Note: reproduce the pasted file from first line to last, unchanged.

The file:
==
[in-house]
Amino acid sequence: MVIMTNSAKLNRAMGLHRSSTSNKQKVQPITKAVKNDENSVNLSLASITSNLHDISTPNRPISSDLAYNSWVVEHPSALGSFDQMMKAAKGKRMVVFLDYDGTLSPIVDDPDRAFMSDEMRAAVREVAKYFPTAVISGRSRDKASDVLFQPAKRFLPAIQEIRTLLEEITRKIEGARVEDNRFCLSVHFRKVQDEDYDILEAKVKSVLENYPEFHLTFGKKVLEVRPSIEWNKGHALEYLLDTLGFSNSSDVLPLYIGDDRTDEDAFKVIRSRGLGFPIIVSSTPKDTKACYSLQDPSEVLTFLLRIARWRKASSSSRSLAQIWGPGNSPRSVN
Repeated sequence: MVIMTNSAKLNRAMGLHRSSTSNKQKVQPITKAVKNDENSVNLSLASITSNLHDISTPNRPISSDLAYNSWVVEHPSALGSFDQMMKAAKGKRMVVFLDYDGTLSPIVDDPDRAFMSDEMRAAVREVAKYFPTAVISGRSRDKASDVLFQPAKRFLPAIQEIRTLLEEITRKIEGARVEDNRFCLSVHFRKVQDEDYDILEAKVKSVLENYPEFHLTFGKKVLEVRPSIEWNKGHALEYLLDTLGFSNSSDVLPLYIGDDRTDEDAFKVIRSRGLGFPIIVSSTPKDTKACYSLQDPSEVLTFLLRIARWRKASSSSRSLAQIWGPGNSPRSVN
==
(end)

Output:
[in-house]
Amino acid sequence: MVIMTNSAKLNRAMGLHRSSTSNKQKVQPITKAVKNDENSVNLSLASITSNLHDISTPNRPISSDLAYNSWVVEHPSALGSFDQMMKAAKGKRMVVFLDYDGTLSPIVDDPDRAFMSDEMRAAVREVAKYFPTAVISGRSRDKASDVLFQPAKRFLPAIQEIRTLLEEITRKIEGARVEDNRFCLSVHFRKVQDEDYDILEAKVKSVLENYPEFHLTFGKKVLEVRPSIEWNKGHALEYLLDTLGFSNSSDVLPLYIGDDRTDEDAFKVIRSRGLGFPIIVSSTPKDTKACYSLQDPSEVLTFLLRIARWRKASSSSRSLAQIWGPGNSPRSVN
Repeated sequence: MVIMTNSAKLNRAMGLHRSSTSNKQKVQPITKAVKNDENSVNLSLASITSNLHDISTPNRPISSDLAYNSWVVEHPSALGSFDQMMKAAKGKRMVVFLDYDGTLSPIVDDPDRAFMSDEMRAAVREVAKYFPTAVISGRSRDKASDVLFQPAKRFLPAIQEIRTLLEEITRKIEGARVEDNRFCLSVHFRKVQDEDYDILEAKVKSVLENYPEFHLTFGKKVLEVRPSIEWNKGHALEYLLDTLGFSNSSDVLPLYIGDDRTDEDAFKVIRSRGLGFPIIVSSTPKDTKACYSLQDPSEVLTFLLRIARWRKASSSSRSLAQIWGPGNSPRSVN